During most of human history being a geek was not a good thing. Galileo was almost burned at the stake for it.
Leonardo had to distract patrons with elaborate graffiti on the walls of their dining rooms and science-fictiony weapons that could never work but impressed his patrons, whose judgment was undoubtedly impaired, judging by the way they pimped up wearing codpieces and giant lace ruffles.
[Also see: 15 Fictional Heroes of Geek]
Even Einstein (who should have had plenty of badass cred for figuring out how to blow up the world) had to look like a goofball in photos and pretend to take an interest in baseball to keep members of the Idiocracy from beating him up in the hall between meetings with the president.
Sometime in the late '90s, when lots of people seemed to be getting rich building web sites offering to sell – for a discount and delay of a week in shipping – things you could buy for 10 cents more and a walk to the corner store, geekery became cool.
Then Best Buy added it to the name of their on-site idiot-support service – the Geek Squad, which drives around in specially painted VW Beetles doing housecalls to explain to the Titans of Suburbia why their computers and flat-screen TVs both go off when you kick out the power cord. (Plugging the cord back in costs extra due to insurance requirements and the decision to leave complex repairs like that out of the otherwise worth-every-wasted-penny service plans BB tries to sell for every TV, laptop and AA battery it sells.)
Now 'geek' is so widely accepted and, apparently, valuable, that Best Buy is suing other companies for daring to use the word geek in names like Rent a Geek, Geek Rescue and Speak With A Geek.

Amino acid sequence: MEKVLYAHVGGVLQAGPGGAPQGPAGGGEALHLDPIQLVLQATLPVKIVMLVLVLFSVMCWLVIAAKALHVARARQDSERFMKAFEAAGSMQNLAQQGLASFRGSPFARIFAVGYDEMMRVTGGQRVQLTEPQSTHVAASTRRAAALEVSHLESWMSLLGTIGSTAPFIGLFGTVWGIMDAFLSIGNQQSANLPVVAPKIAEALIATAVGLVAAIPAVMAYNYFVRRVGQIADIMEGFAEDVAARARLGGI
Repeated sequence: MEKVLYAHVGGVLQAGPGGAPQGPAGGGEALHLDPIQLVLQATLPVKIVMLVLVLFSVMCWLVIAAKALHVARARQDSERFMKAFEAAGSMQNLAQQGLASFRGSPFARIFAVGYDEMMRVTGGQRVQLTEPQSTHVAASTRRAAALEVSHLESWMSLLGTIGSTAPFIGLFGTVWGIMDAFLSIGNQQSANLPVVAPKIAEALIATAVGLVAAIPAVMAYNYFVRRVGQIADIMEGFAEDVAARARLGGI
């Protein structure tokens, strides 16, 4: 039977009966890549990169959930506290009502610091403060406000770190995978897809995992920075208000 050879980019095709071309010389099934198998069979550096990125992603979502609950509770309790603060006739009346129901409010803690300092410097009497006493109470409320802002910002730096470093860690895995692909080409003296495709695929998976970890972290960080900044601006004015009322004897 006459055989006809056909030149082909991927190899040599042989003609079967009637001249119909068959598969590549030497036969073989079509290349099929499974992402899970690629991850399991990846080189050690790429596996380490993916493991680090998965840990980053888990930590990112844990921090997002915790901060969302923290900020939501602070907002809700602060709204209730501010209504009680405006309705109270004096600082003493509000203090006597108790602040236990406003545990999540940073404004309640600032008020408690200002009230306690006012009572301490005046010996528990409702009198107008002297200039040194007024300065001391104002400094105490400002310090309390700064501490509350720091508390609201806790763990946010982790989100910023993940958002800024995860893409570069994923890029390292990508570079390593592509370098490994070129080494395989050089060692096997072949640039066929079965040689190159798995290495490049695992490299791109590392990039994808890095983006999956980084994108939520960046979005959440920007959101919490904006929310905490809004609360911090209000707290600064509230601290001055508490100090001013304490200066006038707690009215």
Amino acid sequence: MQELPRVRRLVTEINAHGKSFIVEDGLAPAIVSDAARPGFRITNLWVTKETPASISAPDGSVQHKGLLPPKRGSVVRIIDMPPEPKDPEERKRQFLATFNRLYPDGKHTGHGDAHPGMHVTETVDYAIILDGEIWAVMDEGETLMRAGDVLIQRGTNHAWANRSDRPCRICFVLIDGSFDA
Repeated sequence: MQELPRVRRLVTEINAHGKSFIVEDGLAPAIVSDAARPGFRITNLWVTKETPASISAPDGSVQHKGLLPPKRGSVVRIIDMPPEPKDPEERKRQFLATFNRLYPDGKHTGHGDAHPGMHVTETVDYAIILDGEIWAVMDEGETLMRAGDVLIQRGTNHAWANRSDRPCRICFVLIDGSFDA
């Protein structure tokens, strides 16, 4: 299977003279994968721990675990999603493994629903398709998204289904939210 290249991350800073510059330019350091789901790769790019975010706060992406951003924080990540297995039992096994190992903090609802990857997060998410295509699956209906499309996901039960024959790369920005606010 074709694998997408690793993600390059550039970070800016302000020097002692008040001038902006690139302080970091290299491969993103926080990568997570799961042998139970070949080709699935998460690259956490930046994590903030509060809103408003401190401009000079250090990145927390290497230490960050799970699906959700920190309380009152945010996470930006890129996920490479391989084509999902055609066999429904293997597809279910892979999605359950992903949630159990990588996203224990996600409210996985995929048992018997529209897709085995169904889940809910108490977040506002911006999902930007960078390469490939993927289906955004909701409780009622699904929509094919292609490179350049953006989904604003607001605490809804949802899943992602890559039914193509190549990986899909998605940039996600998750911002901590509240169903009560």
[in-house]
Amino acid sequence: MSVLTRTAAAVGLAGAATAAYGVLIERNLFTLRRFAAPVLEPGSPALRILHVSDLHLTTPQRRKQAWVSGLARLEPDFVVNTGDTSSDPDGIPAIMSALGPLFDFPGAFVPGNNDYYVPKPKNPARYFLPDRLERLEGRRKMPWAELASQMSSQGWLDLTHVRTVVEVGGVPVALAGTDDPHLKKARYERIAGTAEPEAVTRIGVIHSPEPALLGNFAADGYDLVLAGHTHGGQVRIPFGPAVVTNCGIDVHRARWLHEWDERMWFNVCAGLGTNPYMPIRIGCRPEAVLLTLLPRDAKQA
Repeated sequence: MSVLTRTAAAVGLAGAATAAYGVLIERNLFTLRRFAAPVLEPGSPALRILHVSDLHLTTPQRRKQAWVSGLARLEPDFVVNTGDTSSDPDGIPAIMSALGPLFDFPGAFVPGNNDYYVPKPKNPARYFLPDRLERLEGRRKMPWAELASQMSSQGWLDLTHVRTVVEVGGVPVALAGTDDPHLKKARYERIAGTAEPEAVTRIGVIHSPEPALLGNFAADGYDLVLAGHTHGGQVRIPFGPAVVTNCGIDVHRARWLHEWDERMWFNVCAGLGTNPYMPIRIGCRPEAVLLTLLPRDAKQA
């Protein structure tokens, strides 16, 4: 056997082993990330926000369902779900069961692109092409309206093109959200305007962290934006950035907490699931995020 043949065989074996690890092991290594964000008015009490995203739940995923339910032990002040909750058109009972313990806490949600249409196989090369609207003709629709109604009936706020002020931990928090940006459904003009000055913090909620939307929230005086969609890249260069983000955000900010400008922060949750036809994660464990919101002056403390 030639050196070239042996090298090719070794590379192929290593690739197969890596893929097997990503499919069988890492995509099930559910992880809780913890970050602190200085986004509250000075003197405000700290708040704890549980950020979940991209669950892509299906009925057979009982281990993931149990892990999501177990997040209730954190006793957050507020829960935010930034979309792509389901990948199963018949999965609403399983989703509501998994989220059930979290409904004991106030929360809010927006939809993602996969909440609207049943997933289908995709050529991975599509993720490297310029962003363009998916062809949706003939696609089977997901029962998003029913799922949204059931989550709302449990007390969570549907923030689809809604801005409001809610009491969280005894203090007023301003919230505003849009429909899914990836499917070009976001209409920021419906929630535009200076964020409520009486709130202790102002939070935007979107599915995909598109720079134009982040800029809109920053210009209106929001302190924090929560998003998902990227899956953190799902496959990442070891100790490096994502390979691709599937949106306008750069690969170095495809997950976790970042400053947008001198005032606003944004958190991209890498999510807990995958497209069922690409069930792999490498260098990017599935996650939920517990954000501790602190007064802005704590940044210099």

It even went after a Wisconsin priest who decided to market either his services or God's (it wasn't real clear who would be handling the service-fulfillment end of the SLA) by painting "God Squad" on his VW Beetle.
"They're using their size to bully people around," according to a WSJ story quoting Dan Bates, a 28-year-old networking professional and veteran World of Warcraft computer gamer. "It makes them look a bit desperate."
Next thing you know, BB will be sending crews of their greeters (trained to stand at the door and say "Hello, Welcome to Best Buy" with their mouths and "I know you're here to steal something" with their eyes) to hang around school playgrounds listening for kids to call each other names.
It was probably legitimate to go after Newegg, which ran a commercial showing a clueless salesteen at a big-box electronics store trying to explain the difference between two laptops, before flashing the slogan "Take it from a Geek" to show you can learn more reading about a product on Newegg (or anywhere) than from asking even pertinent questions at Best Buy.
BB specifically objects to the un-logoed, un-identified store workers as being "slovenly."
Whch Newegg lawyer Lee Cheng thinks is funny. "That is not a word anyone should use—unless they want a wedgie," he told the Journal, perpetuating yet another unfortunate stereotype about geek-on-geek violence.
Anonymous and LulzSec issues joint fatwahs threatening both the badly behaving BB and wedgie-threatening Cheng with "swirlies."
Best Buy is unbowed, however, defending its right to defend the word "geek" used in the context of its own service (and, apparently, those of that priest, which you'd have to think are more religious in nature than Best Buy's services).
So be careful in the future who you call "geek," even if it's yourself.
Geek is a proud designation, one that identifies you as having the interest, intelligence and determination to assemble IT systems and make them work, despite the best efforts of the technology to prevent this.
The last thing honest geeks need is to have to defend their professional designation against a company that charges $30 for an HDMI cord, packs its stores with Associates who can never be found when customers do have a question (usually about the location of the bathroom or the absence in the store of the product advertised at a great price just that morning). Worst, send its most skilled technicians into the field to discipline and educate new systems, driving cutesy Third-Reichish cars that make Smart Cars look sharp and make Hello Kitty less saccharine by comparison.